At first glance, Korn Ferry’s 2020 global salary forecast tells a familiar story, but there’s a twist in the tale. While 2020 salary increases across the globe are expected to grow at 4.9% – about the same rate as 2019 – slowing inflation means employees will see an increase in the real-wage salary they take home at the end of the day.

The same goes for India, with 2020’s expected growth to hit 9.2% and with inflation at 4.2%, real wages will be up 5.1% – among the highest globally. But Indians shouldn’t expect this increase to necessarily find its way into their base salary pay. As Indian businesses look to drive performance and productivity, reward strategies are shifting towards emphasising incentives. Long story short, the outlook for Indian employees is good, but businesses want to see the benefits too.

Real wage growth in India in 2020 will be up 5.1% – among the highest globally. #KornFerryGlobalSalaryForecast Click To Tweet

The global picture

Around the globe, salaries are predicted to grow at a rate of 4.9% in 2020. With a predicted global inflation rate of approximately 2.8%, the real-wage salary increase is expected to be 2.1%. So while the 2019 salary growth rate was a touch higher at 5.1%, a higher global inflation figure of 4.1% meant 2019 real-wage salary increases across the globe were only 1.0 percent

This feels like good news for employees. And of course, in many ways it is. But it also may reflect a shifting economic outlook that may mean slower growth in several key countries and an increased risk of higher unemployment.

Highest real-wage growth in Asia

Asian economies can again expect to see the highest salary increases globally. The topline 2020 forecast is for a 5.3% increase, with real-wage salaries expected to increase 3.1% (up from 2.6% last year) as inflation drops to 2.2%.

While the headline figures tell a good story, a patchwork of regional economies sits behind them. China’s real-wage growth for 2020 is expected to weaken to 2.9%, continuing the downward trend from 3.2% last year and 4.2% the year before. Other mature economies are predicted to see increases, with Japan looking at a real-wage increase of 0.6%, up from 2019’s prediction of 0.1% and Singapore predicting a boost of 3.6% to real-wage salaries, up from 3.0% last year. In Hong Kong, political uncertainty and a relatively high inflation rate of 2.6 percent has translated to a more modest real-wage growth forecast of 1.4%.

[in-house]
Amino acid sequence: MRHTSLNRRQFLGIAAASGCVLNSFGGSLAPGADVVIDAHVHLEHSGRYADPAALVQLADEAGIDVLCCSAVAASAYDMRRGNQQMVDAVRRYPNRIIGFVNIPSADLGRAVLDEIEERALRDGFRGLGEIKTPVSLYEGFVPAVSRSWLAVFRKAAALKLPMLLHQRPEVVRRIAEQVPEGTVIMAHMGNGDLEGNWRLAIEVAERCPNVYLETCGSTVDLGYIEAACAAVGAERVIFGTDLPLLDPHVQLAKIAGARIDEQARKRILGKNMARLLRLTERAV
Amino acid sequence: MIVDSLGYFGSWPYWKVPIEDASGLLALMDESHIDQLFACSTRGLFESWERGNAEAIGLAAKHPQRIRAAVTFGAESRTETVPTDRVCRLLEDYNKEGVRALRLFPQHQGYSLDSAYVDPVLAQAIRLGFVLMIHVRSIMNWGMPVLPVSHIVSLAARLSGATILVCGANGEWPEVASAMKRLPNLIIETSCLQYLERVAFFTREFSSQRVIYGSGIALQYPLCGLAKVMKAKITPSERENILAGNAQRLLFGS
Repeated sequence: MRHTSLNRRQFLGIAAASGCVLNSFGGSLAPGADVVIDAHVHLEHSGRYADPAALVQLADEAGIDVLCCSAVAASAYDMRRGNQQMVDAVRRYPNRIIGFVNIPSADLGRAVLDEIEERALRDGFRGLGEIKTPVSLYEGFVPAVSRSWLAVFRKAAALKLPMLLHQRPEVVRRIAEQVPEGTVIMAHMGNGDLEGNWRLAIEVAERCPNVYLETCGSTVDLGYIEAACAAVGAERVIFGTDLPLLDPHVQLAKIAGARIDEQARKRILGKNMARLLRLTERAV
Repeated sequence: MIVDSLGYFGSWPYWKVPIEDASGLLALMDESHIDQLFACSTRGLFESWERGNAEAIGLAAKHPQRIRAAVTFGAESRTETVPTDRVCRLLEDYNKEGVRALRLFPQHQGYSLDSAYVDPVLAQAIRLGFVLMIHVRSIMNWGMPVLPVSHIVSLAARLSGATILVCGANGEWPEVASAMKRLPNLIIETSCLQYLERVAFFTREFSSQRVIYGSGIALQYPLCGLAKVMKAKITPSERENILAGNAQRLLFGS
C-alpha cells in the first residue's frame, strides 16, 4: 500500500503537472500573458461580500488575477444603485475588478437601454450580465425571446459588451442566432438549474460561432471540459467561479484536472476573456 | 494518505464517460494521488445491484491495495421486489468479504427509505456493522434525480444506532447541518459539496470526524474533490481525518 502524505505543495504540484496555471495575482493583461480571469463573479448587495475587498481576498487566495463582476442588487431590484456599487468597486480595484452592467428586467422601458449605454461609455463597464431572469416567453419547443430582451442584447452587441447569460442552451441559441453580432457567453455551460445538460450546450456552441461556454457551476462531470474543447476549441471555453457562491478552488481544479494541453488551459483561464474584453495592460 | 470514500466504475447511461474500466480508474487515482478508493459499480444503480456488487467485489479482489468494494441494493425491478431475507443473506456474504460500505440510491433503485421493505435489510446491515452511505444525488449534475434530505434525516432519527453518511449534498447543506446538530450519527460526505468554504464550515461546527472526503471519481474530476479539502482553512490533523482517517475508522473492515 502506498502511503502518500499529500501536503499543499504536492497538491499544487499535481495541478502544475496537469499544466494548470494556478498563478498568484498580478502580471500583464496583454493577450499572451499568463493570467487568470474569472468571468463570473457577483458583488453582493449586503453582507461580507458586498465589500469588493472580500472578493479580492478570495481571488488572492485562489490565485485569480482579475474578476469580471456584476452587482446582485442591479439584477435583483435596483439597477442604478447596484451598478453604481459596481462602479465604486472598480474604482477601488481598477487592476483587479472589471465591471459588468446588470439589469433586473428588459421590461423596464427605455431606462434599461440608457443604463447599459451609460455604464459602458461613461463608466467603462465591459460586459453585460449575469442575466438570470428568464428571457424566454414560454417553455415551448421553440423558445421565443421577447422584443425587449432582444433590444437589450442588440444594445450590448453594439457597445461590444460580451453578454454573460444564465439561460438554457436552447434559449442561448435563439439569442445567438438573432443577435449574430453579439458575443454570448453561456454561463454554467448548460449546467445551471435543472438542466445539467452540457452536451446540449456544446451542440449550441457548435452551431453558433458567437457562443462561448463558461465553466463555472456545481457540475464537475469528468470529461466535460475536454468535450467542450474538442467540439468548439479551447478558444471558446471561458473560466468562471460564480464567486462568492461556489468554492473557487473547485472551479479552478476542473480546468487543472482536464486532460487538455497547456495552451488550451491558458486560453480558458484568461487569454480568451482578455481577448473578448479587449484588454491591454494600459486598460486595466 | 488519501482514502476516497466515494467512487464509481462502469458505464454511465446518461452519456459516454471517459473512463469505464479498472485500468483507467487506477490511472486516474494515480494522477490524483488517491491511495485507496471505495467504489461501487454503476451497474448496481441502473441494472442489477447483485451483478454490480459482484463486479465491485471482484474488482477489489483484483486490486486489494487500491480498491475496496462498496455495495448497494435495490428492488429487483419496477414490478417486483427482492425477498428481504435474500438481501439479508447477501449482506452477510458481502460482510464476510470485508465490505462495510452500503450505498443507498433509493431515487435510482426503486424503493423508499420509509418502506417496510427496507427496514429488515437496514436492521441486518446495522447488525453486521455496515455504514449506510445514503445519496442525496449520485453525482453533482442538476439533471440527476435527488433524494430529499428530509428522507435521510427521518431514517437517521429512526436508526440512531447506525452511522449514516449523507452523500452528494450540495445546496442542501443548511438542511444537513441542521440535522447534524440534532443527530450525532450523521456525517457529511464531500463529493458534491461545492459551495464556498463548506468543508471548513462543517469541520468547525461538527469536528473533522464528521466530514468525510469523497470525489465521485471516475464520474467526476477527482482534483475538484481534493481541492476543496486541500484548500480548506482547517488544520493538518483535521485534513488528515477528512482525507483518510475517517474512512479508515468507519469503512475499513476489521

India looking to pay for performance

While salaries continue to grow in India, that growth isn’t occurring evenly. Businesses are increasingly using pay to differentiate performance, rewarding their top performers, high potentials and critical talent with higher increments. Annual increments are no longer an entitlement. Instead, organisations are marking their budget allocations to returns, with labour and productivity related metrics driving compensation costs.

Annual increments are no longer an entitlement. Instead, organisations are marking their budget allocations to returns, with labour and productivity related metrics driving compensation costs. Click To Tweet

For employees, this means they’re more likely to see substantial increases coming through short- and long-term incentives. With businesses under increasing cost pressures, fixed salaries are growing more slowly. Wage growth is instead happening through total remuneration including performance incentives. This shift allows businesses to pull the lever more aggressively on performance while managing their fixed costs and keeping business realities in check with macro-economic parameters.

This approach is critical as the wider economic conditions continue to signal a slowdown in India’s business growth. It enables organisations to align their remuneration strategy to the expectations of their financial stakeholders. For companies to stay ahead of the curve, they will need to respond effectively to the dynamic and tough environment, manage stakeholder expectations and look at rewards strategically to remain competitive in the long run.

About the study

The data was drawn from Korn Ferry’s pay database which contains data for more than 20 million job holders in 25,000 organisations across more than 130 countries.

It shows predicted salary increases, as forecasted by global HR leaders, for 2020 and compares them to predictions made at this time last year regarding 2019. It also compares them to 2020 inflation forecasts from the Economist Intelligence Unit.

Our interactive site with more detailed figures, and a downloadable infographic with headline figures for each country is here.

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